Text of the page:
IVE always quite envied people who perform in public; half of me longs to be the centre of attention and the other half cringes at the thought. I’d hate to be married to an actor, however, because you’d never really know whether a conversation was just a potentially Oscar- winning performance.
In July we’re being treated to a series of open- air theatre, when the stations of the cross will be re- enacted in Sydney, during World Youth Day, an event attracting its fair share of controversy.
There are those who welcome it and those who vehemently oppose it, many from within the church, who long for it to be an abject failure for reasons best known to themselves.
Spruiking religion can be a funny business. I was at a lunch recently with a most interesting man who has been studying in Rome for eight years and has a brain bulging with religious knowledge. Some guests shuffled their feet and beat a hasty retreat.
When I wrote about Aboriginal youngsters from the Kimberley attending WYD, I was assailed with vitriol from some quarters; one woman, however, not Catholic, called to say she had read the piece and would be in touch with the Bishop of Broome to say she would pay for tracksuits for the young people.
I think most people, especially those of my generation, are reticent about overt displays of emotion, which obviously includes religion, and we feel uneasy about a very public proclamation of faith. It’s too embarrassing.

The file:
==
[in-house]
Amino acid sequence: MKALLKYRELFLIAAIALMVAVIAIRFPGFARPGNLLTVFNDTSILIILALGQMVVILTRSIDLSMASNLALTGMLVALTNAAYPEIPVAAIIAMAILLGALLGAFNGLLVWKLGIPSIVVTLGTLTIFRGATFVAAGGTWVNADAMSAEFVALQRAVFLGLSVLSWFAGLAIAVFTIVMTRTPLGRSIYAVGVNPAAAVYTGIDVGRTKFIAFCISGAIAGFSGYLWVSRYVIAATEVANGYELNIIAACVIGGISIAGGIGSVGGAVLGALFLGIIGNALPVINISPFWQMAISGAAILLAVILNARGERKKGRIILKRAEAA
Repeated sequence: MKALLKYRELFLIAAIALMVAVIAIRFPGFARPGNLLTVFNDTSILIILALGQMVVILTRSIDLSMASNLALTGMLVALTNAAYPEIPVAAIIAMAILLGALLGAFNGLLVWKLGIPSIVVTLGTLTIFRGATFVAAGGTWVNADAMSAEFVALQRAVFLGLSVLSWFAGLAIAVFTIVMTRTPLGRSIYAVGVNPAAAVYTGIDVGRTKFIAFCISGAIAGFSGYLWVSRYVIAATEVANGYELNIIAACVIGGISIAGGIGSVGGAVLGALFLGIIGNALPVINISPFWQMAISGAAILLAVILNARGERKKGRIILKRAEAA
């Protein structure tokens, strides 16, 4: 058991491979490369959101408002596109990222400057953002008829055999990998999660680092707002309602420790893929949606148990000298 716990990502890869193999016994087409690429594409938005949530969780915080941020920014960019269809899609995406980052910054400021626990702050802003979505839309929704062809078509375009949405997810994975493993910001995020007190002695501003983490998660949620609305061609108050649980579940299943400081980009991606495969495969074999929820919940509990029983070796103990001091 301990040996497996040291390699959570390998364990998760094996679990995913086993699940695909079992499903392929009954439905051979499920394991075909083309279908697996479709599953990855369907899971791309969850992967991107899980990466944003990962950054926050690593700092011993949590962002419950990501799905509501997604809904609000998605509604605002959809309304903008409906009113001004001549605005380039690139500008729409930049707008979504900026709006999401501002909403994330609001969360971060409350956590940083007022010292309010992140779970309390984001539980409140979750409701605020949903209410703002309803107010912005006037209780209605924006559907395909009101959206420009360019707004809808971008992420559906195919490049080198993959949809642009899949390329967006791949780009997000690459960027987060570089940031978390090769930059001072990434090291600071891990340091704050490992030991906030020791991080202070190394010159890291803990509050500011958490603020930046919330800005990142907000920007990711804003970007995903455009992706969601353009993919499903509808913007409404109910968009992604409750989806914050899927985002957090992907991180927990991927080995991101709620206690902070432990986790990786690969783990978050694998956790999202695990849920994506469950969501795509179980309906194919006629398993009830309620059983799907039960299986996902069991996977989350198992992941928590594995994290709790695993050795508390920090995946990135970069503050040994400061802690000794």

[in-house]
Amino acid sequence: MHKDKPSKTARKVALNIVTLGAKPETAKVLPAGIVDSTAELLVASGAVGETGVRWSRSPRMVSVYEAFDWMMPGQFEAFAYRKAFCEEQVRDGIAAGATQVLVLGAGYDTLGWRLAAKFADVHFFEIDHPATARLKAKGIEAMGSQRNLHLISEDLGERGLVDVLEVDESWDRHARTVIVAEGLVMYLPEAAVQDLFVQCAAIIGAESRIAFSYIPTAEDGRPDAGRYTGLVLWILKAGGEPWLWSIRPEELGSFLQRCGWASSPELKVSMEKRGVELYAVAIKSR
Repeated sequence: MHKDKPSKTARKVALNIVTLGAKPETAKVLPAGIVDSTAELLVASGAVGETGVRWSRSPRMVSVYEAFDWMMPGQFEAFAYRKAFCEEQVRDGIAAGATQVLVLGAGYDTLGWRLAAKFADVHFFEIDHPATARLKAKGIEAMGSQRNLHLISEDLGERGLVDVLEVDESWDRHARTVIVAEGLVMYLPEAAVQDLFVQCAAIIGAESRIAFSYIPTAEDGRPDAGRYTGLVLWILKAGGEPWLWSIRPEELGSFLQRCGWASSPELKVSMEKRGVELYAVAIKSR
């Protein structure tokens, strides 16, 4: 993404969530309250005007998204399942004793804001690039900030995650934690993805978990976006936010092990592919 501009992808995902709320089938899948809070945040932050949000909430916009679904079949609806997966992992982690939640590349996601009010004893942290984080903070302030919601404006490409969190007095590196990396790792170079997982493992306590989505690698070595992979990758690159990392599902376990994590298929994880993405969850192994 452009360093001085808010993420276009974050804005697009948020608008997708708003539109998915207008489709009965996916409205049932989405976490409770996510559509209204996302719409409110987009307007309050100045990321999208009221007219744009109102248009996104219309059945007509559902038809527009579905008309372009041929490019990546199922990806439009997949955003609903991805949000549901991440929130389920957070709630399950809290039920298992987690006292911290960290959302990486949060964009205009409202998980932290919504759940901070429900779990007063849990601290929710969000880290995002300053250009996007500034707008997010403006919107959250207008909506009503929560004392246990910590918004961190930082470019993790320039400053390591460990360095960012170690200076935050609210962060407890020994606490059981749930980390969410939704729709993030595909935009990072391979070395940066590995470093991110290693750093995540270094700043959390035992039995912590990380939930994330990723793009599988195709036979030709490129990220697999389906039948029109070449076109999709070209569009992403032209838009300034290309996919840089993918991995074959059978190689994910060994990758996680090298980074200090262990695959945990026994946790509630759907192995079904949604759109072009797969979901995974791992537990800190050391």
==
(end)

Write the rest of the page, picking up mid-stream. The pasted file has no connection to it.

Nevertheless, the plans of young people from all over the world to visit Sydney are gathering momentum. My new friend, Tim Hoag, a young priest from Spearfish, South Dakota, and his 38 pilgrims and five seminarians are busy raising money by dogwalking, babysitting, yard work and so forth, and, like the young people from the Kimberley, will be sleeping on a classroom floor.
A Sydney school, Santa Sabina, has raised almost $ 30,000 to bring poverty- stricken black South African girls from a shanty town outside Durban.
Franciscan priest Paul Ghanem says his event, Come to the Water, an afternoon takeover of Bondi beach, is going swimmingly. But the nay- sayers, still mumbling, are crossly giving the whole thing the thumbs- down. They’d much rather see the horses at Randwick than the Pope.
But surely, religion aside for a moment, even those who have no truck with Christianity and what they would call mawkish sentiment would recognise that, if nothing else, this is a marvellous opportunity for young people on a global scale to learn about each other.
The Spearfish priest clearly has little idea of what Australia is all about. He says they are also selling shares in their trip.
The holder of one share is entitled to an authentic Australian meal, sideshow and WYD presentation on their return.
‘‘ We actually don’t know what an authentic meal is, but we hope to discover this while in your country,’’ he says.
review@ theaustralian. com. au